Ampleforth Abbey is a monastery of Benedictine monks a mile to the east of Ampleforth, North Yorkshire, England, part of the English Benedictine Congregation. It descends from the pre-Reformation community at Westminster Abbey through the last surviving monk from Westminster, Sigebert Buckley (c. 1520 - c. 1610). As of 2023 the monastery has 46 monks, and sometimes will have 50 nuns of the monastery organization.[2]

Ampleforth Abbey
The Abbey Church of St Laurence, Ampleforth
Ampleforth Abbey is located in North Yorkshire
Ampleforth Abbey
Ampleforth Abbey
Location within North Yorkshire
54°12′06″N 1°05′05″W / 54.2018°N 1.0847°W / 54.2018; -1.0847
OS grid referenceSE598788
LocationAmpleforth, North Yorkshire
DenominationCatholic Church
Founder(s)Lady Anne Fairfax
DedicationSt Laurence the Martyr
Functional statusActive
Heritage designationGrade I[1]
Designated9 September 1985[1]
AbbotRobert Igo

History edit

Monastery, Abbey Church and Main Hall

The Abbey was founded in a house given to Father Anselm Bolton by Lady Anne Fairfax, daughter of Charles Gregory Fairfax, 9th Viscount Fairfax of Emley.[3] This house was taken over by Dr Brewer, President of the Congregation, on 30 July 1802. Since leaving Dieulouard in Lorraine, where its members had joined Spanish and Cassinese Benedictines to form the monastery of St Laurence, the community had been successively at Acton Burnell, Tranmere, Scholes, Vernon Hall and Parbold Hall, under its superior, Dr Marsh.

On its migration to Ampleforth Lodge Dr Marsh remained at Parbold and Father Appleton was elected the first prior of the new monastery. Shortly afterwards Parbold was broken up and the boys of the school there were transferred to Ampleforth. The priory was erected into an abbey in 1890 by the Bull 'Diuquidem' and an important and flourishing college was founded. John Cuthbert Hedley, Bishop of Newport, was an alumnus, as was a superior of Ampleforth, Abbot Smith. The monastery was completed in 1897.[4] The first abbey church was begun in 1857 and demolished in 1957. The existing Abbey church was begun in 1924 and consecrated in 1961, having been designed by notable architect Giles Gilbert Scott, replacing the mid-19th-century church of Charles Hansom.[5][6]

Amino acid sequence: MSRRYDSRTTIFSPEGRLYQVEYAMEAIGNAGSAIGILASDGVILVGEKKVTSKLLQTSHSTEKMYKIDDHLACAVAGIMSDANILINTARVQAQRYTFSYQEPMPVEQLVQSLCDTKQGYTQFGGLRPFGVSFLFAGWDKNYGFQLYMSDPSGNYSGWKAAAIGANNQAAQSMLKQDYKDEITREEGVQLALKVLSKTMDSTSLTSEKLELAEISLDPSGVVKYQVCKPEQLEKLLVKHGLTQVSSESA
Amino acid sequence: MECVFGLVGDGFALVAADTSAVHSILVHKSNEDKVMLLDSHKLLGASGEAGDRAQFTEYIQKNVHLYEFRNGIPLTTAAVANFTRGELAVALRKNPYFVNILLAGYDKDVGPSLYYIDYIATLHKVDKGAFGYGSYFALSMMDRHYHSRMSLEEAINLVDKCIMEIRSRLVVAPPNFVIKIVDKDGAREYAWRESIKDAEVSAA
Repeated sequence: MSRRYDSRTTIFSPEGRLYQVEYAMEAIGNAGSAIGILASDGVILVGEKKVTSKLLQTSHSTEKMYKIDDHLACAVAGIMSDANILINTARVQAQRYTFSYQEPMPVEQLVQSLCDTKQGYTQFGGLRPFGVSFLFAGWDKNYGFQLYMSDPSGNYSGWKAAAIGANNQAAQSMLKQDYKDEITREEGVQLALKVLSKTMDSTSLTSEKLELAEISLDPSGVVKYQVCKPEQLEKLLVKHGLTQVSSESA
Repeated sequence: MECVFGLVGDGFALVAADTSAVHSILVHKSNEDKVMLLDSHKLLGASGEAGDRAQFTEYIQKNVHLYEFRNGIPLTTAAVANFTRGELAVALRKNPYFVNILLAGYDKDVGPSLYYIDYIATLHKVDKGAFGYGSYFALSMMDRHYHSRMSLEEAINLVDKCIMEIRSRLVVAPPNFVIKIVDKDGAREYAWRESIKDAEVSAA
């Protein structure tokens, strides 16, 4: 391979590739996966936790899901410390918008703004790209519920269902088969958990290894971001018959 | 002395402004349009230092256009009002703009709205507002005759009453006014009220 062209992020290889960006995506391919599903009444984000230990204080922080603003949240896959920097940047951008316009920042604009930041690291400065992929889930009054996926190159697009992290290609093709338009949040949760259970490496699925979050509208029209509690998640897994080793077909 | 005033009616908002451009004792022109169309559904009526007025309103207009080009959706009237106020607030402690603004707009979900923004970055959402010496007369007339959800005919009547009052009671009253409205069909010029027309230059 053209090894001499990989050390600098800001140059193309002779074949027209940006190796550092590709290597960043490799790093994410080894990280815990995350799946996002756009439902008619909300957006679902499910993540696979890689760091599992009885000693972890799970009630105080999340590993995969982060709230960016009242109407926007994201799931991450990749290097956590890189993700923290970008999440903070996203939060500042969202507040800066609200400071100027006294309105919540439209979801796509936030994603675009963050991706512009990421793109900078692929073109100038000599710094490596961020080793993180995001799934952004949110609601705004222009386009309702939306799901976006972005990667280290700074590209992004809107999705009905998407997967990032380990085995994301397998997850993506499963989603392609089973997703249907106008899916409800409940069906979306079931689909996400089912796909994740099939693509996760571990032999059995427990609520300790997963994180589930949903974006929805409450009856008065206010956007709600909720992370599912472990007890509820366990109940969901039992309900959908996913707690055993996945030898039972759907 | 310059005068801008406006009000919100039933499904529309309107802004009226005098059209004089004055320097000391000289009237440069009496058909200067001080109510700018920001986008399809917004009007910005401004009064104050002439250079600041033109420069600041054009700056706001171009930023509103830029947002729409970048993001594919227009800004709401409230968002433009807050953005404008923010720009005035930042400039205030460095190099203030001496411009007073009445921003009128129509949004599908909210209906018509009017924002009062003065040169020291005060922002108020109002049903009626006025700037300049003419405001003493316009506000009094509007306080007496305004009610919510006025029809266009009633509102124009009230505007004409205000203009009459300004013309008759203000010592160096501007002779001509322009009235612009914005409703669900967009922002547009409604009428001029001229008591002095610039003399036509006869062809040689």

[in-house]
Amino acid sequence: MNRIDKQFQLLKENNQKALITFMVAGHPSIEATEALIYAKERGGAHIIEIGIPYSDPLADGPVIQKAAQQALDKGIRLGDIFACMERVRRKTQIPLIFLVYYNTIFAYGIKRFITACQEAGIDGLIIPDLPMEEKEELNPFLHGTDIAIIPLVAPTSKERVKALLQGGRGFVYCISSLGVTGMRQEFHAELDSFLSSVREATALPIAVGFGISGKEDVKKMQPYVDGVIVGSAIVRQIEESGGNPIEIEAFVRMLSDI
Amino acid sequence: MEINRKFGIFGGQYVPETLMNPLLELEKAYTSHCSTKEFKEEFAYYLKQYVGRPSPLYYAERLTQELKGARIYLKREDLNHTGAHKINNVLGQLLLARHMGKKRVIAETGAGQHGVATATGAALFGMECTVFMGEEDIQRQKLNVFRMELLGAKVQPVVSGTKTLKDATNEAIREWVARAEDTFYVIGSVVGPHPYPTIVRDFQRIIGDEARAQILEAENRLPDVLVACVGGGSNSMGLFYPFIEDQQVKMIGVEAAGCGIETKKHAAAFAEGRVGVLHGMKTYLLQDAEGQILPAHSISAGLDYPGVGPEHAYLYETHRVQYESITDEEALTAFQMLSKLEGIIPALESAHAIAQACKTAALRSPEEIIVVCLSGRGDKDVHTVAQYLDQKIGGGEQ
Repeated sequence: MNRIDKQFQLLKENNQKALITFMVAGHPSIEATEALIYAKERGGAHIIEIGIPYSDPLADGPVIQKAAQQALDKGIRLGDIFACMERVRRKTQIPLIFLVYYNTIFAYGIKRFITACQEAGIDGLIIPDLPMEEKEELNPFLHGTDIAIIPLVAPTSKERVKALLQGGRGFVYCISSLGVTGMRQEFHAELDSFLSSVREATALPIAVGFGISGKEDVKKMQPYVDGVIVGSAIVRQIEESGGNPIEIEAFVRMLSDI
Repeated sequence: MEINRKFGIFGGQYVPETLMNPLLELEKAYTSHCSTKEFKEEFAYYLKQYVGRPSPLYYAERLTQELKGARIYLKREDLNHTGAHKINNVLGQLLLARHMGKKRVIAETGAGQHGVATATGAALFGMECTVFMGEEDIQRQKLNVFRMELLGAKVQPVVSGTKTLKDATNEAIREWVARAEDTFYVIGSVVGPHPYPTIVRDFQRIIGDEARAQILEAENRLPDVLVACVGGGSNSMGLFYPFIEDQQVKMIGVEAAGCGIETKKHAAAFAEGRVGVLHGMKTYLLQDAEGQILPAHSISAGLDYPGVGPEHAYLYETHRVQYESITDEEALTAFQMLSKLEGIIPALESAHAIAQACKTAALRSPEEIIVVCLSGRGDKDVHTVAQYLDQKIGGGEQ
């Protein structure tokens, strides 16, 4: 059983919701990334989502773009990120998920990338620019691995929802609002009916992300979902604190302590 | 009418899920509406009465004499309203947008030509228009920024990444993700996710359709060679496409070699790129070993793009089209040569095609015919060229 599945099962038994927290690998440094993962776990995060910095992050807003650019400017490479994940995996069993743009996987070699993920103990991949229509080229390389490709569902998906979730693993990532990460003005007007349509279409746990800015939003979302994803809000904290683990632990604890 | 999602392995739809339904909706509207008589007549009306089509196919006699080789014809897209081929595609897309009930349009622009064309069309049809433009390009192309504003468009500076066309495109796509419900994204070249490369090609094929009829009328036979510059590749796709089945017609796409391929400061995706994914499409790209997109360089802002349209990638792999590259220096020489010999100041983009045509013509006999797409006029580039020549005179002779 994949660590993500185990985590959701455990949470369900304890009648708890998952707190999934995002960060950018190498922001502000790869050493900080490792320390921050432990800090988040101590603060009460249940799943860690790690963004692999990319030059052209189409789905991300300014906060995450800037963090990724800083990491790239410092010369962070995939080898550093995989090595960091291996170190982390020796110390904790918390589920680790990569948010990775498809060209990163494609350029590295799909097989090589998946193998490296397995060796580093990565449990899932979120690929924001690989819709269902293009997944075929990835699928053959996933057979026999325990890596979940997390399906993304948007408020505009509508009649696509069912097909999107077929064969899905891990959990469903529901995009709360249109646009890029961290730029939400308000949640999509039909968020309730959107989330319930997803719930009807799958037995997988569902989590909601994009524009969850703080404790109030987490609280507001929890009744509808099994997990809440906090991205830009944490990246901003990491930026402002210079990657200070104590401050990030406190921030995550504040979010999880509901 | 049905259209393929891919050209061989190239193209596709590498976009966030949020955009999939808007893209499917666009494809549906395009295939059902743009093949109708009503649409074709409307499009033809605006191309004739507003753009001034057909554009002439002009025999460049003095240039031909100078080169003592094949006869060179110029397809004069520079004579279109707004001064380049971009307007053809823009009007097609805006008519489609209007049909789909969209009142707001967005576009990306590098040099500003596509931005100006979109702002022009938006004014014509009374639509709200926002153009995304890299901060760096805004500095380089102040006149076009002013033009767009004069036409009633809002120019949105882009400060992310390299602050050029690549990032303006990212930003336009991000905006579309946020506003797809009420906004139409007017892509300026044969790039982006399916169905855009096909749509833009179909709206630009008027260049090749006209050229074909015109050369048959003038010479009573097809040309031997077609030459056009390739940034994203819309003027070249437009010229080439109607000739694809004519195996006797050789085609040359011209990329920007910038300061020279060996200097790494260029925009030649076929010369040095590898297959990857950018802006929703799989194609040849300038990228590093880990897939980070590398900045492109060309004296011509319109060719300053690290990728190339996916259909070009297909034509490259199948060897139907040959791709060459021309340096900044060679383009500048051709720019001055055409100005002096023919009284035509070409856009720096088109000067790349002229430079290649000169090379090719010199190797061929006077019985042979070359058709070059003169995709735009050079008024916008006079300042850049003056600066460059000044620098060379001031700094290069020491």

Coat of Arms

Coat of arms edit

Blazon: Per fesse dancetté Or and Azure a chief per pale Gules and of the second charged on the dexter with two keys in saltire Or and Argent and on the sinister with a Cross Flory between five martlets of the first. (College of Arms, London 1922). Ensigned with an abbot's crosier in pale behind the shield Or garnished with a pallium crossing the staff argent and a galero with cords and twelve tassels disposed on either side of the shield in three rows of one, two, and three all Sable.

List of abbots edit

  • 1900–1924: Oswald Smith OSB
  • 1924–1939: Edmund Matthews OSB
  • 1939–1963: Herbert Byrne OSB
  • 1963–1976: Basil Hume OSB
  • 1976–1984: Ambrose Griffiths OSB
  • 1984–1997: Patrick Barry OSB[7]
  • 1997–2005: Timothy Wright OSB
  • 2005–2021: Cuthbert Madden OSB
  • 2021–present: Robert Igo OSB[8]

Foundations edit

Ampleforth College edit

The monastery founded a school at Ampleforth in 1802.[6] It is now the coeducational independent boarding school Ampleforth College, with about 600 pupils. In 2017 the college separated from the Abbey by splitting the site and each having its own independent governance.[9] Monks from Ampleforth Abbey continue to oversee the spirituality scheme of the College.[10]

Parishes edit

In addition to the work at Ampleforth, some of the monks are assigned as parish priests to parishes across four dioceses.[11]

St Benet's Hall edit

Ampleforth had a permanent private hall at St Benet's Hall, Oxford, which was founded in 1897 for the purpose of enabling monks to study for secular degrees. It accepted lay undergraduates and graduate as well as monastic members.[12] It ceased operation as a permanent private hall at the beginning of October 2022.[13]

Saint Louis edit

Ampleforth founded a daughter house, the priory at St Louis, Missouri, in 1955. The priory gained independence in 1973 and became Saint Louis Abbey in its own right in 1989.[6]